Dr. Smooth’s Flashback #6: Billboard Contemporary Jazz chart of August 20, 1988

Spend an hour remembering some of the most popular jazz of late summer 1988 as listed on the Top Contemporary Jazz Albums chart in the August 20, 1988 issue of Billboard magazine.

Playlist:


shaw

#25: “Put It Where You Want It” by George Shaw and Jetstream, from the #25 album of the week, Skywalkers. This classic Crusaders tune was the lead track from this covers album; that’s the Crusaders’ Wilton Felder on saxophone. The album had premiered on the Contemporary Jazz chart on July 9; this week marked its final appearance.

Billboard Album Charts: Peak Weeks
Contemporary Jazz 19 8

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#24: “Spread Love” by Take 6, from the #24 album of the week, Take 6. The a capella gospel album premiered on the chart this week before having a surprising ten week. The album spent 2 full years on a Billboard chart that went through 3 names during those two years: “Spiritual,” “Inspirational,” and, finally, “Contemporary Christian.” The album won a Grammy award for Best Soul Gospel Performance by a Duo or Group, Choir or Chorus while this song won for Best Jazz Vocal Performance, Duo or Group.

Billboard Album Charts: Peak Weeks
Contemporary Jazz 19 10
Billboard 200 71 19
R&B 41 22
Spiritual/Inspirational 3 104

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#23: “River Song” by Dave Grusin and Don Grusin, from the #23 album of the week, Sticks and Stones.  Keyboardists Dave and younger brother Don put out this album on Dave’s GRP label (Dave is the G in GRP). This album only charted for 2½ months, but Dave was too busy to mind – he won the best original score Oscar in 1988 for his soundtrack to The Milagro Beanfield War.

Billboard Album Charts: Peak Weeks
Contemporary Jazz 14 10

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#22: “Nothing Can Come Between Us” by Sade from the #22 album, Stronger Than Pride. This was a successful single from a huge album – the single peaked at #3 R&B and #21 Adult Contemporary. Despite the fact that only lead singer Sade Adu appears on the album covers, the label and musicians insist that Sade is a band name.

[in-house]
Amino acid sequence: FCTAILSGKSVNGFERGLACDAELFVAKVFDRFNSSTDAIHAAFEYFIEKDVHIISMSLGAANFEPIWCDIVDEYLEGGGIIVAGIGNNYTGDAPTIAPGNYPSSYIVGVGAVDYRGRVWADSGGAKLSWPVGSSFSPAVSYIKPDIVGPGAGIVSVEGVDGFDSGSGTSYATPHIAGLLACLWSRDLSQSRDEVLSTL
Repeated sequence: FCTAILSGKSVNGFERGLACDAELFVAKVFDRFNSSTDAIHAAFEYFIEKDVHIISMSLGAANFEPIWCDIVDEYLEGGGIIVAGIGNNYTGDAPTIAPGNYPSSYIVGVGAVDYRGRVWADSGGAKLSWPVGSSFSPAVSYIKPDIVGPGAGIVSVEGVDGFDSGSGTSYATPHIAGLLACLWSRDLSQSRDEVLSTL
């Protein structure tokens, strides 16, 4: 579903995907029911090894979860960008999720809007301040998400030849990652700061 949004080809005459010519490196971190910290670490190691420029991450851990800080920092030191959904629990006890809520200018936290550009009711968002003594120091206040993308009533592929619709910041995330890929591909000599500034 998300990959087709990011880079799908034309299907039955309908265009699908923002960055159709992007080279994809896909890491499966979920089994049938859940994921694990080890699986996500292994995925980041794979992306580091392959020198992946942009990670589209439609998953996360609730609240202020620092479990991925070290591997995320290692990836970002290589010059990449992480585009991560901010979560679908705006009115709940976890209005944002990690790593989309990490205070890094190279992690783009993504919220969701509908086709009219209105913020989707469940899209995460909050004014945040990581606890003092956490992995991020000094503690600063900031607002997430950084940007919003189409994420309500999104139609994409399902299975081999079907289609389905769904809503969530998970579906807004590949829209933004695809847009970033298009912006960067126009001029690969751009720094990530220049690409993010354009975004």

Billboard Album Charts: Peak Weeks
Contemporary Jazz 21 12
Billboard 200 7 45
R&B 3 44

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#19: “Smoke Gets in Your Eyes” by Patti Austin from the #19 album, The Real Me. This album, Austin’s seventh, consists mainly of standards updated with modern arrangements. This cut was written by composer Jerome Kern and lyricist Otto Harbach for the 1933 musical Roberta. This version was arranged and produced by David Pack (Ambrosia) and features sax work from Ernie Watts.

Billboard Album Charts: Peak Weeks
Contemporary Jazz 7 16
R&B 56 14

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#16: “Los Cabos” by the Rippingtons from the #16 album, Kilimanjaro. The band’s second album, this album had debuted on the Contemporary Jazz chart at #9 on April 30; it was near the end of its chart run on this date.

Billboard Album Charts: Peak Weeks
Contemporary Jazz 3 20
Billboard 200 110 15
1988 Jazz Year End 14

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#14: “The Power of Suggestion” by Richard Elliot from the #14 album, The Power of Suggestion. The title track from this instrumental pop album was featured on many of the emerging smooth jazz radio stations at the time. That’s bassist Cliff Hugo doing his best imitation of Jimmy Haslip of the Yellowjackets. The album premiered on the Contemporary Jazz chart July 23 and was still on its ascent.

Billboard Album Charts: Peak Weeks